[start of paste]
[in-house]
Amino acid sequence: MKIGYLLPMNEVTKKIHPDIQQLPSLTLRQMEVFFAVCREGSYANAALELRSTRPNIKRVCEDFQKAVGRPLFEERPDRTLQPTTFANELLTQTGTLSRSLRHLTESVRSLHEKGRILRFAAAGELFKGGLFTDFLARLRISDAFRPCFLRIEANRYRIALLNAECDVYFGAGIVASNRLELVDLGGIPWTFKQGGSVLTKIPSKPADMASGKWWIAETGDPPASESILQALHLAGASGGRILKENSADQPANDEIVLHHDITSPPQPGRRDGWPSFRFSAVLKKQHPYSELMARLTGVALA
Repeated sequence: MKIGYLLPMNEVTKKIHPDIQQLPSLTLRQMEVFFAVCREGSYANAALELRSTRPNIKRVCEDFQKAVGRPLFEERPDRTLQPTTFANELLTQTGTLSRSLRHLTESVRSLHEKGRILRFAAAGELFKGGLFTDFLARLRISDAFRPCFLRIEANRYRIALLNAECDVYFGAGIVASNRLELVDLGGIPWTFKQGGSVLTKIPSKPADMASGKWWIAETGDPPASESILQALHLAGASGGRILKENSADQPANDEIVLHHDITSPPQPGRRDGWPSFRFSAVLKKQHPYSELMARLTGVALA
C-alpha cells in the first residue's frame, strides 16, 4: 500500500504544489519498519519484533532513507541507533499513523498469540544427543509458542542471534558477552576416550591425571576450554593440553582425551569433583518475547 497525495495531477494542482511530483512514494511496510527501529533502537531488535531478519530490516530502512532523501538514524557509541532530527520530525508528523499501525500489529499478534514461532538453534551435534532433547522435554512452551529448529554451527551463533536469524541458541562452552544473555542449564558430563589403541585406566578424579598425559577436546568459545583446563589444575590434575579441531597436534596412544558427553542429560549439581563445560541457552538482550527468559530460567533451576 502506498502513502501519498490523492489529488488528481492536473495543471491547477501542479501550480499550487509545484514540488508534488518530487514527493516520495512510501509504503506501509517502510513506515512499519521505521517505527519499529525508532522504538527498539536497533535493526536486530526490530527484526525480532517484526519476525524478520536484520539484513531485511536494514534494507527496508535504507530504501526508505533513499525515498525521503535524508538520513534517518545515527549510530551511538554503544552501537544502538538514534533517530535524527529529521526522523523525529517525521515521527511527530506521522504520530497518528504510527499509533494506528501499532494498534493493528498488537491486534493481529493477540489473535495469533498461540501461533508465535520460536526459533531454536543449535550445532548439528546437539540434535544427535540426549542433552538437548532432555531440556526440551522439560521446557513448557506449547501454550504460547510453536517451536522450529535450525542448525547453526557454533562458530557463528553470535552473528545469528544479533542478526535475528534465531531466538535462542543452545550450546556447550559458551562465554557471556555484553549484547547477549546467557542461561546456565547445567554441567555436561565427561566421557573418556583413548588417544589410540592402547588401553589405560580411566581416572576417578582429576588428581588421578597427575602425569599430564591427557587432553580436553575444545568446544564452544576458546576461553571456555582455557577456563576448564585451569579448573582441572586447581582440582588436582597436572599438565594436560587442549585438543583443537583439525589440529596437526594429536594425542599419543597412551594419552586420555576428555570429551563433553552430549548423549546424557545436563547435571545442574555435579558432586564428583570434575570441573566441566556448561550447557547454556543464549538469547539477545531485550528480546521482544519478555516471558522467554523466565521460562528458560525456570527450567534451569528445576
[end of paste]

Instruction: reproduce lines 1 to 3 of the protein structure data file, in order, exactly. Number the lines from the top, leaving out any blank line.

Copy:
[in-house]
Amino acid sequence: MKIGYLLPMNEVTKKIHPDIQQLPSLTLRQMEVFFAVCREGSYANAALELRSTRPNIKRVCEDFQKAVGRPLFEERPDRTLQPTTFANELLTQTGTLSRSLRHLTESVRSLHEKGRILRFAAAGELFKGGLFTDFLARLRISDAFRPCFLRIEANRYRIALLNAECDVYFGAGIVASNRLELVDLGGIPWTFKQGGSVLTKIPSKPADMASGKWWIAETGDPPASESILQALHLAGASGGRILKENSADQPANDEIVLHHDITSPPQPGRRDGWPSFRFSAVLKKQHPYSELMARLTGVALA
Repeated sequence: MKIGYLLPMNEVTKKIHPDIQQLPSLTLRQMEVFFAVCREGSYANAALELRSTRPNIKRVCEDFQKAVGRPLFEERPDRTLQPTTFANELLTQTGTLSRSLRHLTESVRSLHEKGRILRFAAAGELFKGGLFTDFLARLRISDAFRPCFLRIEANRYRIALLNAECDVYFGAGIVASNRLELVDLGGIPWTFKQGGSVLTKIPSKPADMASGKWWIAETGDPPASESILQALHLAGASGGRILKENSADQPANDEIVLHHDITSPPQPGRRDGWPSFRFSAVLKKQHPYSELMARLTGVALA